Aside from this a shroud of mist clouded the course The early starters were forced off the course after a few holes when visibility reduced dramatically. They went back out as the mist lifted enough to resume and then teased them by coming back down and forcing them off yet again. Funny, sitting in the bar watching this but it did cast some doubt on whether we'd get out at all.

In the end we started two hours later than planned. Any fears about my partner were quelled at the first when he chipped and putted for a par to match the opposition. I hit a cracking drive down the second but on a very tight line flirting with the out of bounds. It landed in play and then kicked viciously back out of play and was lost forever amongst the ferns and bracken. We were one down. Not for long and my par at the fourth, a short par four that has a real nuisance factor was enough as both opponent found a way to make a bogey.

Adam then produced a moment of real skill at the sixth. Having missed the green left at the 178 yard par three he had a chip off a muddy lie. I'd made a bit of a mess of the hole and was out of contention. With the opposition close we needed something. He hit a chip and it came out low and looked like he'd thinned it a little. It bounced, skidded and spun close stopping inches away. It really kept the momentum going.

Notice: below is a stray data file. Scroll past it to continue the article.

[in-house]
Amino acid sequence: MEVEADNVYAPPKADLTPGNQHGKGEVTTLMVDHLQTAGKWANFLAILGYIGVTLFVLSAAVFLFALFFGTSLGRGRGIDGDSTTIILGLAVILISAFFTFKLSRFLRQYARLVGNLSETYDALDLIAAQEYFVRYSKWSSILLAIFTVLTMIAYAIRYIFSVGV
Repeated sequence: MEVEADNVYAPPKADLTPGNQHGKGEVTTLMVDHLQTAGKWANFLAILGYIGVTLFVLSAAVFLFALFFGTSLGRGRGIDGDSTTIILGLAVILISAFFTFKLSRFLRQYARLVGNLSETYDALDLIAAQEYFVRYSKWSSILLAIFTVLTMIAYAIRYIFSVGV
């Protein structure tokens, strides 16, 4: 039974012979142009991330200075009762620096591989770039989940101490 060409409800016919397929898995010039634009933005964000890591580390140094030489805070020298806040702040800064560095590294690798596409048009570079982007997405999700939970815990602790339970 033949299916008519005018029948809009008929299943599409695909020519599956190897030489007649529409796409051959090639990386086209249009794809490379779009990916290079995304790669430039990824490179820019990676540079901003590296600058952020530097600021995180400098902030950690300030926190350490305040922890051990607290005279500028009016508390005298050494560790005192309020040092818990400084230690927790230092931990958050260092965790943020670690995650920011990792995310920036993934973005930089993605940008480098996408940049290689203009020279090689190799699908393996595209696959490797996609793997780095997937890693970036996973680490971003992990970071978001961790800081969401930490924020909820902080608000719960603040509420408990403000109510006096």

It was nip and tuck all the way and by the turn the game was still all square with par golf required on every hole. Aside from the sixth, I'd been hitting it as well as I had for ages. My driving, so long my nemesis had transformed. Rhys had looked at this in the lesson and we'd tweaked set up a little and suddenly I was hitting it higher and further than I've done. If only I could have taken advantage of the summer conditions a few months ago. I was hitting some very good irons into greens and my putting had threatened the hole each time. I'd made several crucial putts from the three to six foot zone for a half. All round it was firing and I was in a Homer happy place.